UNIVERSITY OF CALIFORNIA RESEARCHERS TEAM UP TO SOLVE CLIMATE CHANGE
Climate Change is now linked with extreme weather which has claimed 606,000 lives during the last 20 years, in addition to exposing 4.1 billion people to heat waves, displacement, loss of homes among others. Climate Change has morphed into Climate Disruption. Californians, including leading UC researchers, are responding in unprecedented ways. The UC system responded with the UC Carbon Neutrality Initiative, which aims to achieve zero net carbon emissions by 2025 across the UC System of ten campuses. This initiative spun off from the Bending the Curve initiative of UC researchers.
In 2015, the UC-50, a team of 50 researchers from all ten campuses of the University of California (UC), published a report, entitled: Bending the Curve (BtC): Ten Scalable Solutions for Carbon Neutrality and Climate Stability. The title refers to flattening that upward curve of greenhouse gas emissions curve which are responsible for climate disruption. Bending the Curve offers ten solutions that can be scaled for larger or smaller communities, and can be applied to a variety of fields, like societal transformation, businesses, energy technologies, farming, policy-making and governance.
BENDING THE CURVE TEN SOLUTIONS RELEASED BY FORMER GOVERNOR JERRY BROWN
1. Bend the warming curve immediately by reducing short- lived climate pollutants (SLCPs) and sustainably by replacing current fossil-fueled energy systems with carbon neutral technologies.
2. Foster a global culture of climate action through coordinated public communication and education at local to global scales. Combine technology and policy solutions with innovative approaches to changing social attitudes and behavior.
3. Deepen the global culture of climate collaboration. Design venues where stakeholders, community and religious leaders converge around concrete problems with researchers and scholars from all academic disciplines, with the overall goal of initiating collaborative actions to mitigate climate disruption.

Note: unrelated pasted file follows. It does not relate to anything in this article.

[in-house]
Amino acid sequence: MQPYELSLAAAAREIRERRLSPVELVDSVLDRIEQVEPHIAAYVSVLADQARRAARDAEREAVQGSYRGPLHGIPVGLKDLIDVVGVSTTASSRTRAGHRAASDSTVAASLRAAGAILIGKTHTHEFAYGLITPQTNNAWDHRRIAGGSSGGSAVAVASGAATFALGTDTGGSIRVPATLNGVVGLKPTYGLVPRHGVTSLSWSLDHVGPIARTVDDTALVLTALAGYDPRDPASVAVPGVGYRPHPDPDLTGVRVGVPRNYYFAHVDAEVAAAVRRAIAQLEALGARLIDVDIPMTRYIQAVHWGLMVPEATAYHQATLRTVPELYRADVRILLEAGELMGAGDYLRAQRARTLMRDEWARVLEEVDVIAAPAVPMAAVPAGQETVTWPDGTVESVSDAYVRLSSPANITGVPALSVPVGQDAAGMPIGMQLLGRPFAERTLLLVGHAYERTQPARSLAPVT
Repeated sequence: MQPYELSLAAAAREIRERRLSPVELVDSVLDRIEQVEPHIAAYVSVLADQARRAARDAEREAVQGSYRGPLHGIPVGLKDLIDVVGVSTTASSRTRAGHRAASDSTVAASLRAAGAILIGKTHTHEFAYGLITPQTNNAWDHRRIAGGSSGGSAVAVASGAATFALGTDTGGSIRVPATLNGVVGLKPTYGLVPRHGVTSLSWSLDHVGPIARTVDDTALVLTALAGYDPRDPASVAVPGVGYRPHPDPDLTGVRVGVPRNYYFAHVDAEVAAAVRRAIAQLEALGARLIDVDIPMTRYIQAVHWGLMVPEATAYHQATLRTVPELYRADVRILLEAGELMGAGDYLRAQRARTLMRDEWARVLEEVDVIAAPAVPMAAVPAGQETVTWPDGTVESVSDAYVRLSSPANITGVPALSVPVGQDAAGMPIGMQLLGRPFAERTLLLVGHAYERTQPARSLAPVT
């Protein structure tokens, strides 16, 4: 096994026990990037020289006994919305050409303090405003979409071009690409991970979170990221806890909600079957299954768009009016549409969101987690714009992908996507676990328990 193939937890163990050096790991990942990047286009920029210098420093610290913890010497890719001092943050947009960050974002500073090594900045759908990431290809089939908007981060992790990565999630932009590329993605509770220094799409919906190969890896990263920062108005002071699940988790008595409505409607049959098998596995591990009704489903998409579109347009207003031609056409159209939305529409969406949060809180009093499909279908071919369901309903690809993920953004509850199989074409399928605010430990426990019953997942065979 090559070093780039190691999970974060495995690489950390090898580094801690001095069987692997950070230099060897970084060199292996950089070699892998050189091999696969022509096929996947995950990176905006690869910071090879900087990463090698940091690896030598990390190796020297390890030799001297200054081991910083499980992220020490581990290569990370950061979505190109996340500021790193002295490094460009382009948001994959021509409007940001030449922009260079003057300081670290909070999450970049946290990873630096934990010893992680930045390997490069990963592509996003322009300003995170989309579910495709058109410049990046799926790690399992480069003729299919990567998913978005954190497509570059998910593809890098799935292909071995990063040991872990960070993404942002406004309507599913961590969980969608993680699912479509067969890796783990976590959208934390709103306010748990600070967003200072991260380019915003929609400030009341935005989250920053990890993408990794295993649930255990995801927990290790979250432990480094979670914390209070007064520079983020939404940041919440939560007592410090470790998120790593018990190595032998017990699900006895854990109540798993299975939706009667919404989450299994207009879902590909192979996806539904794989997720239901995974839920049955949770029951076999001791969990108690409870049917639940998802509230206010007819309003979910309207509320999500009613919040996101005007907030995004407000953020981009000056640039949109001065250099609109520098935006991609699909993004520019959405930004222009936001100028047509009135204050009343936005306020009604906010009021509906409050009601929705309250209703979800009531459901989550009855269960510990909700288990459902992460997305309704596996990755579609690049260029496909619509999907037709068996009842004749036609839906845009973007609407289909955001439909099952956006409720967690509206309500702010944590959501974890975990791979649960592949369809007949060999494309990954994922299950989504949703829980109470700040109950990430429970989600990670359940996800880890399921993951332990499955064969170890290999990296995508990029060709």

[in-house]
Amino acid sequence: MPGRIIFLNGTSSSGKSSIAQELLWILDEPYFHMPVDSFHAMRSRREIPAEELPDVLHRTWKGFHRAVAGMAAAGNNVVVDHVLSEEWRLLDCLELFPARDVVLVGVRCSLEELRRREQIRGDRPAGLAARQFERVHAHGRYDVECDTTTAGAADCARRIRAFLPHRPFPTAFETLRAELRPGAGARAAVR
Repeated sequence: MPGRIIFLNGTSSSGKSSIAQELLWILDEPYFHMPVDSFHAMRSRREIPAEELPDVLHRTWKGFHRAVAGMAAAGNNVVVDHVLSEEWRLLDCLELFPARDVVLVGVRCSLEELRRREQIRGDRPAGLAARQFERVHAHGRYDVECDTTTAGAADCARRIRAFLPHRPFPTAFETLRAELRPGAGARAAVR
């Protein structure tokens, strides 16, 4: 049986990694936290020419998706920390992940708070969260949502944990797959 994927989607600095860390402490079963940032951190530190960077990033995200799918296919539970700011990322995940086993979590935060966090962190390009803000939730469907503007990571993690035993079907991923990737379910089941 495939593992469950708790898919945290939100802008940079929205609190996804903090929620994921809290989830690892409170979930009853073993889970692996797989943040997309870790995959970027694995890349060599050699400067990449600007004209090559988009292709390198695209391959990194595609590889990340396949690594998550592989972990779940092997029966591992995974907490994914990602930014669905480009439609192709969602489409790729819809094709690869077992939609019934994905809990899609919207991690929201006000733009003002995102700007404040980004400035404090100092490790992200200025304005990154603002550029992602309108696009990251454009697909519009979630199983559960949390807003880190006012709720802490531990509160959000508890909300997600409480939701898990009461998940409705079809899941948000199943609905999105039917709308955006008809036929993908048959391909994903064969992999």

4. Scale up subnational models of governance and collaboration around the world to embolden and energize national and international action.
5. Adopt market-based instruments to create efficient incentives for businesses and individuals to reduce CO2 emissions.
6. Narrowly target direct regulatory measures — such as rebates and efficiency and renewable energy portfolio standards — at high emissions sectors not covered by market-based policies.
7. Promote immediate widespread use of mature technologies such as photovoltaics, wind turbines, battery and hydrogen fuel cell electric light-duty vehicles and more efficient end-use devices, especially in lighting, air conditioning, appliances and industrial processes.
8. Aggressively support and promote innovations to accelerate the complete electrification of energy and transportation systems and improve building efficiency.
9. Immediately make maximum use of available technologies combined with regulations to reduce methane emissions by 50 percent and black carbon emissions by 90 percent. Phase out hydrofluorocarbons (HFCs) by 2030 by amending the Montreal Protocol.
10. Regenerate damaged natural ecosystems and restore soil organic carbon to improve natural sinks for carbon (through afforestation, reducing deforestation and restoration of soil organic carbon).